(Those interested in helping to defray the medical costs for Maverick Nixon can contact NOC Tonkawa through its website. All contributions go directly toward medical expenses.)
Brooks Russell not a typical ‘5-star’ recruit
Nearly two weeks removed from the hoopla of signing day, it’s hard to imagine any athlete’s commitment bringing more smiles, and tears of joy, than the signing of Brooks Russell.
His story is unusual, but resonates from Tennessee to Oklahoma, and points in between and afar.
Most signing day stories of course focused on football, but it was a collegiate baseball team in Nashville, Tenn., that scored that day’s most prized recruit on Feb. 5.
It was a ceremony attended by four local television stations, Lipscomb coaches, players, cheerleaders and of course the proud parents.
And when the “five-star recruit,” as he was called by Lipscomb head baseball coach Jeff Forehand was introduced, the recruit seemed overwhelmed. And why not? After all, he is only 5 years old.
Oh, and one more thing you need to know: He has a brain tumor.
‘Mom, I’m famous!’
With microphones, photographers and cameras rolling, Brooks inked his name on a national letter of intent with the NCAA Division 1 school, which competes in the Atlantic Sun Conference.
“He was shy with the cameras and microphones,” said Brooks’ mom, Kari Russell.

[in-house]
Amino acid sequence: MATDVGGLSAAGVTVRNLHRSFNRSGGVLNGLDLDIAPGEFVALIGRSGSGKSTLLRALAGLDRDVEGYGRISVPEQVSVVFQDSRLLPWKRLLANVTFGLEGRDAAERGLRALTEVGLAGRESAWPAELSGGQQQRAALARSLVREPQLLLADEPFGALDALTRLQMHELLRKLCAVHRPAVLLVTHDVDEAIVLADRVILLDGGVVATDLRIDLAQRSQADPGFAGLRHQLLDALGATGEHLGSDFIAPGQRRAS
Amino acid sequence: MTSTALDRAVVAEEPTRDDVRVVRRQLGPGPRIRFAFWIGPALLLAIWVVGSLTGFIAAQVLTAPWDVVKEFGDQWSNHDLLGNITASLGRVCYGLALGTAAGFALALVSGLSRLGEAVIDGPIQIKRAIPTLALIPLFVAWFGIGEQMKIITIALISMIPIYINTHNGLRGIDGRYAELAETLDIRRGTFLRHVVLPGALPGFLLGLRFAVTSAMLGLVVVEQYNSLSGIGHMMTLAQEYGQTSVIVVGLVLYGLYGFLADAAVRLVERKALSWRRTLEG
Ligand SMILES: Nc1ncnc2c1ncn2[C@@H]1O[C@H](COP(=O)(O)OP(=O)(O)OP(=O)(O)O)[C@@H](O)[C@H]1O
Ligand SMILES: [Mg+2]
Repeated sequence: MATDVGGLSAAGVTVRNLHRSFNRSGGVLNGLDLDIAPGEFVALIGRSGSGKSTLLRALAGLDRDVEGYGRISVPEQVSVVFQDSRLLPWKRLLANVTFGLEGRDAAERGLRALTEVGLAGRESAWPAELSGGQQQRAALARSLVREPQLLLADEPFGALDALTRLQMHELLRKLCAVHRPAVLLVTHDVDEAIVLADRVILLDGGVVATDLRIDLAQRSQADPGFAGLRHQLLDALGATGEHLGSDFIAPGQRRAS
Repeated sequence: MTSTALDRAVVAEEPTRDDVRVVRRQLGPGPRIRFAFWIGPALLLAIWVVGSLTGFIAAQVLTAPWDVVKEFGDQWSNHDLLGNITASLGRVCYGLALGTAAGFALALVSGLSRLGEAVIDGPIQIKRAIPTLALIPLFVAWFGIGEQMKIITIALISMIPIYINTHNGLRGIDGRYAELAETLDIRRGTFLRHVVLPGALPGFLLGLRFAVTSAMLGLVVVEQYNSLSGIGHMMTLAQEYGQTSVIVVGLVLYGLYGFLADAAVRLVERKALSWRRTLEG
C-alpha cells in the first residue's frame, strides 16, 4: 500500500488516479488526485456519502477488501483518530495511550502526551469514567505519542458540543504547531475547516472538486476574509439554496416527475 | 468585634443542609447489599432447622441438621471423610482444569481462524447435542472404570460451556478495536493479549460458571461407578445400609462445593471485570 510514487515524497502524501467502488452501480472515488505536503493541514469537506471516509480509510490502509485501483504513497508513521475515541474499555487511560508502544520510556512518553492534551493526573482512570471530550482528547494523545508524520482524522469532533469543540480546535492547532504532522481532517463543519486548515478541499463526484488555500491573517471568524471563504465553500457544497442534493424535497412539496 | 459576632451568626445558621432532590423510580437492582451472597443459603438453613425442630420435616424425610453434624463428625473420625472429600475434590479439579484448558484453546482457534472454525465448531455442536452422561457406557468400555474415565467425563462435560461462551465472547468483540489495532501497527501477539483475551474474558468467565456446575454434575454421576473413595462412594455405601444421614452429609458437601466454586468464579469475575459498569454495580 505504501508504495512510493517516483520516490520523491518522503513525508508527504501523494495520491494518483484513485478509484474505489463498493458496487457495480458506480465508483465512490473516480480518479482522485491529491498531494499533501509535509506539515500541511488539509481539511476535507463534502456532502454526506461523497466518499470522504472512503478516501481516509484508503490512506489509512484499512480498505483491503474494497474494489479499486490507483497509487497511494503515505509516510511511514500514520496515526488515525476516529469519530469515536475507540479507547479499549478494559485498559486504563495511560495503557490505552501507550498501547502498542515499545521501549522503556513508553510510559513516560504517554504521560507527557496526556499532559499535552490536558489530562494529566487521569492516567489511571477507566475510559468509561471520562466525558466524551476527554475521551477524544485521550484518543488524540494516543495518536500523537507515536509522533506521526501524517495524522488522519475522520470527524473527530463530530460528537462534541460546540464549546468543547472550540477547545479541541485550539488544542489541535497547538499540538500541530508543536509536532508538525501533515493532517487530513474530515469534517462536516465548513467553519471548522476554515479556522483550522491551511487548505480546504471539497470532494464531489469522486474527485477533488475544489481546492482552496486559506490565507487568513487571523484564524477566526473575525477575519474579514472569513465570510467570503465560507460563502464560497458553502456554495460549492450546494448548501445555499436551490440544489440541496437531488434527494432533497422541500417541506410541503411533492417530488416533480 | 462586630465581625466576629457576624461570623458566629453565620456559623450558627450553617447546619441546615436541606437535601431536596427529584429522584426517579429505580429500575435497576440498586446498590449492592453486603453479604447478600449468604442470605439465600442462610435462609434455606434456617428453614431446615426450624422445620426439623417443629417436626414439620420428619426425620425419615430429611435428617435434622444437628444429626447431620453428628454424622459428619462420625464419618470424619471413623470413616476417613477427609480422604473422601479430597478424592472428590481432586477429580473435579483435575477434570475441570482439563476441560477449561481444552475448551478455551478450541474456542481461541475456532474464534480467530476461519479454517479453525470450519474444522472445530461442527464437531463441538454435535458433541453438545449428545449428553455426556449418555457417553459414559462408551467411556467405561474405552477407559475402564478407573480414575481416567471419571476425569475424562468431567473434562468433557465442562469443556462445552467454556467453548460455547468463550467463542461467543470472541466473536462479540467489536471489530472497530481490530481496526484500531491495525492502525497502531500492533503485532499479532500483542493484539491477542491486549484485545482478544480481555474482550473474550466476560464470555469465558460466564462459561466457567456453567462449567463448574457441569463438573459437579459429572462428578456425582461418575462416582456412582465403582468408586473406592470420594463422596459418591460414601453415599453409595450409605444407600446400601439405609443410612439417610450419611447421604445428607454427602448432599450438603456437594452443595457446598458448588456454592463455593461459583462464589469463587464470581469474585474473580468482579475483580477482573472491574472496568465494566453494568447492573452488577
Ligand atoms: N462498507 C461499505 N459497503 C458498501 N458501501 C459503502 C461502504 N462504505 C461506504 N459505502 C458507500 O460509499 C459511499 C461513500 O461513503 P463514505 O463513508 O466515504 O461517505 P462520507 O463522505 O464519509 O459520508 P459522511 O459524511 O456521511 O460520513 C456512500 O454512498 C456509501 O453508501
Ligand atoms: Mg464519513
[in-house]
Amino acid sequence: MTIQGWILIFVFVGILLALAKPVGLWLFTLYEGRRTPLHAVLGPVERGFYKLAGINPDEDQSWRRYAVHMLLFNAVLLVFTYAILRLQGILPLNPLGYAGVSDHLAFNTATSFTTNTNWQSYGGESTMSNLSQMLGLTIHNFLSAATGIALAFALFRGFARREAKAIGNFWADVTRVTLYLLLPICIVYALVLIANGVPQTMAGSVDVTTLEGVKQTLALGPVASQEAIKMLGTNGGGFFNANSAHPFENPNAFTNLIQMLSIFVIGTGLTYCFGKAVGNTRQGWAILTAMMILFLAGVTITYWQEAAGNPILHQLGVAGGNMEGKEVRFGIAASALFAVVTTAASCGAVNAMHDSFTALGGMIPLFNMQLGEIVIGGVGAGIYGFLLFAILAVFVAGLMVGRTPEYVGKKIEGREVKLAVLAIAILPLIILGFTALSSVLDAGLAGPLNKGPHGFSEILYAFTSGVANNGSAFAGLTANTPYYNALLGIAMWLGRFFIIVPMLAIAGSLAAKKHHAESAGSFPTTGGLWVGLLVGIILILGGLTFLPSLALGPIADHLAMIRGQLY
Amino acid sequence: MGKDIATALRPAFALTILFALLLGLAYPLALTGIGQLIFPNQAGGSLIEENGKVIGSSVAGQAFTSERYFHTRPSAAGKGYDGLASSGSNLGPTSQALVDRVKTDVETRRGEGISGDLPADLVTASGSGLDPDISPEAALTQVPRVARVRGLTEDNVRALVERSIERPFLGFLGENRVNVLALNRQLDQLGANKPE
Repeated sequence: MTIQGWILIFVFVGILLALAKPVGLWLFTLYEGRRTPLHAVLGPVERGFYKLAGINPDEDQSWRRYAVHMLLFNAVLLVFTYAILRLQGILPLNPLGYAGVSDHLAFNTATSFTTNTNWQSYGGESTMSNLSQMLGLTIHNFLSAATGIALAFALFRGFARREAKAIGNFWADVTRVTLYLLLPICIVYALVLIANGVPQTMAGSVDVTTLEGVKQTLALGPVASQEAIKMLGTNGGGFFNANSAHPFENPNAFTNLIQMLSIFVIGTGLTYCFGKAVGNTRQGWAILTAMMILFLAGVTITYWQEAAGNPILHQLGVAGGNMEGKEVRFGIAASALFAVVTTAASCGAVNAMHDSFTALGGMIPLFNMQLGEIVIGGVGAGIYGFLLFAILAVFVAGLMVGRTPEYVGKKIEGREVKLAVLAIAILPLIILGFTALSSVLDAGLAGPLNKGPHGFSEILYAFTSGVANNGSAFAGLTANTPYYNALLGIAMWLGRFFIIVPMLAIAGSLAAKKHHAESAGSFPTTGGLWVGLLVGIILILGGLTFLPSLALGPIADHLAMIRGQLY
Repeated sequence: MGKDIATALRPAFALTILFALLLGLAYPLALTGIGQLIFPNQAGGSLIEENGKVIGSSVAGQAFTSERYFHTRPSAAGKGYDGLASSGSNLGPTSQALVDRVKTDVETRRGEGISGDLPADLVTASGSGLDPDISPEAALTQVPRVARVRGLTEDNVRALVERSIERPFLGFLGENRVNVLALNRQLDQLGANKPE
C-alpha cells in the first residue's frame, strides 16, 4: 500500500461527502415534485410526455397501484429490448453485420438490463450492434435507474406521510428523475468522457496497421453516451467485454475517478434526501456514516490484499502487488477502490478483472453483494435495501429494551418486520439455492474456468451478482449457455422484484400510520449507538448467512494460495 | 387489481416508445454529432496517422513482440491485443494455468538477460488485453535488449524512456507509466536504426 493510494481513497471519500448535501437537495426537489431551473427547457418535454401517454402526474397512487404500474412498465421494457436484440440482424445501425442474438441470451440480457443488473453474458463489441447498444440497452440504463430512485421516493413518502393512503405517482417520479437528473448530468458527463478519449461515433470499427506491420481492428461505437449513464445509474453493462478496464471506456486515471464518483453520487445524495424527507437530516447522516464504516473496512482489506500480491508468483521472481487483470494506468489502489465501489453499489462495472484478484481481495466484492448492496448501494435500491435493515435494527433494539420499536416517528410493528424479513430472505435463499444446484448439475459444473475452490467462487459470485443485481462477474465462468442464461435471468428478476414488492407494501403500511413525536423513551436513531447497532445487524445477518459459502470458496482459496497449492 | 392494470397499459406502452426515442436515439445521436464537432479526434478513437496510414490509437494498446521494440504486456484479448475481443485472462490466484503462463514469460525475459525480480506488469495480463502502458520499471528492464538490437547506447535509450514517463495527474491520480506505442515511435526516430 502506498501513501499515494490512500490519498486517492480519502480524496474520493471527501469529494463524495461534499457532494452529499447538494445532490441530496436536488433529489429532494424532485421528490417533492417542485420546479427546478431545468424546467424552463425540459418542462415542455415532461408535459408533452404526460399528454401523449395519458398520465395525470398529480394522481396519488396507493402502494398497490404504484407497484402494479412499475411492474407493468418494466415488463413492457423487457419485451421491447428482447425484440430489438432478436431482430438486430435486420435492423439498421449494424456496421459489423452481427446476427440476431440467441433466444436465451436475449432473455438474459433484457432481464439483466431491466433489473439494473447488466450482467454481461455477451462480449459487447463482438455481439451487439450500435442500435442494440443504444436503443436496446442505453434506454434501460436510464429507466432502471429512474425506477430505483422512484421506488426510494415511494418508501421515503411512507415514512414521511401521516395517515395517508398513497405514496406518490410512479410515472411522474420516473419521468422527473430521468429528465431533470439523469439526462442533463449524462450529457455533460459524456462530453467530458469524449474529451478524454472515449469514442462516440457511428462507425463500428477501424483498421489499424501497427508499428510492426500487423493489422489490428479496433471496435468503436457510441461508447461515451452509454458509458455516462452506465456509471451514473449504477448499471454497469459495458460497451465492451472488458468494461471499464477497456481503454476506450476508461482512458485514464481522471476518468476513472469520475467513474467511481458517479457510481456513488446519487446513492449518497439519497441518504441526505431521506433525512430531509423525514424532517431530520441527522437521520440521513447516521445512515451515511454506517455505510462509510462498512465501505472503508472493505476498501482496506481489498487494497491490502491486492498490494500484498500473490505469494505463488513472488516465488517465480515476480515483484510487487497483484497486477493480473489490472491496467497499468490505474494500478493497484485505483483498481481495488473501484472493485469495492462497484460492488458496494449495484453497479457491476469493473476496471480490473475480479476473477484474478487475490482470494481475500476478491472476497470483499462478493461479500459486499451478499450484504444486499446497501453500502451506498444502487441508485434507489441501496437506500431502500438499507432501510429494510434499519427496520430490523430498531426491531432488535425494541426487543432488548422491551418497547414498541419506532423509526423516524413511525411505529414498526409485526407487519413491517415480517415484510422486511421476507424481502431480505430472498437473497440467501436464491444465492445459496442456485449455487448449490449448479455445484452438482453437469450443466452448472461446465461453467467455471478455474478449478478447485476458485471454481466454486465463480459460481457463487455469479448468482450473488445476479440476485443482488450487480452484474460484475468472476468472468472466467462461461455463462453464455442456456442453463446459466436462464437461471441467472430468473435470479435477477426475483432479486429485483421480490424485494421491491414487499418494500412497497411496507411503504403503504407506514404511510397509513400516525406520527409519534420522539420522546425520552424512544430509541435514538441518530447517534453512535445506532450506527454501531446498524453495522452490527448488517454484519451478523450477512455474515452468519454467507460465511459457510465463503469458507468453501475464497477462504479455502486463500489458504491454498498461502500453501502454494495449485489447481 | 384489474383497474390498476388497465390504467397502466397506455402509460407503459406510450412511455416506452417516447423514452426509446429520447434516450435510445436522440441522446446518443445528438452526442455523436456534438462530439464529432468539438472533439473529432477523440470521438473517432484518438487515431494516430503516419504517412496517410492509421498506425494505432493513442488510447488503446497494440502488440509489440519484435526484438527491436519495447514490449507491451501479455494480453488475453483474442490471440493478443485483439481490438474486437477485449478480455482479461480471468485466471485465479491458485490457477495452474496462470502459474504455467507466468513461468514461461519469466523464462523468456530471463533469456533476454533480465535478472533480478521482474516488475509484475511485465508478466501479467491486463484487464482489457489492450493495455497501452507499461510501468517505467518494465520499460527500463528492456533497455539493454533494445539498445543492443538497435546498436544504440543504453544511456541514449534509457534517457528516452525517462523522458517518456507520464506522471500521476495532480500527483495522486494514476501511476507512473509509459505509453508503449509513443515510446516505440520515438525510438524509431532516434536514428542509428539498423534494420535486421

“Once they left, he took a tour of the locker room, gave high-fives, then he came back in and said, “Mom, I’m famous!”
Lipscomb put the signing event video on its website (lipscombsports.com), and according to Jamie Gilliam, the school’s director of athletic communications, it shattered the school’s web traffic record, more than tripling it.
“The signing event was incredible,” Gilliam said.
‘Daddy, they took my legs’
The event came after a long, arduous road of treatment for Brooks, including chemotherapy and surgery that left him temporarily paralyzed. He was diagnosed the day after his fourth birthday with pilocytic astrocytoma (brain tumor) in his spinal cord that was about eight inches long.
It was a scary time. “You read about other kids with cancer, it’s never your kid,” Kari said. She said receiving the news was surreal. “You are so overwhelmed, you can’t even cry.”
Brooks began chemo in 2012 and finished it in 2013.
He was confined to a wheelchair for six weeks following surgery that removed part of the tumor.
Mom recalls after he awoke from his surgery, Brooks looked up to his dad, and said, “Daddy, they took my legs off.”
“Can you imagine being a 4-year-old, going to sleep for surgery and waking up paralyzed,” Kari said.
They didn’t take his legs off, but he had no feeling at all in his legs.
“We were freaking out. They were pinching his legs and he couldn’t feel them,” Kari said. “We were told that was normal.”
Extensive physical therapy, and his own determination, had Brooks walking again. Kari said it took him two weeks to re-learn how to walk. She said he has no feeling in his thighs and wears braces to help stabilize him when he walks.
He will never have the same function as he did pre-surgery, as nerves were cut to remove the tumor. But, the prognosis is very promising. He has finished the chemo treatments and will require an MRI every three months to monitor the tumor. If it stays dormant, nothing further will need to be done. However, if it grows again, more chemo will be needed.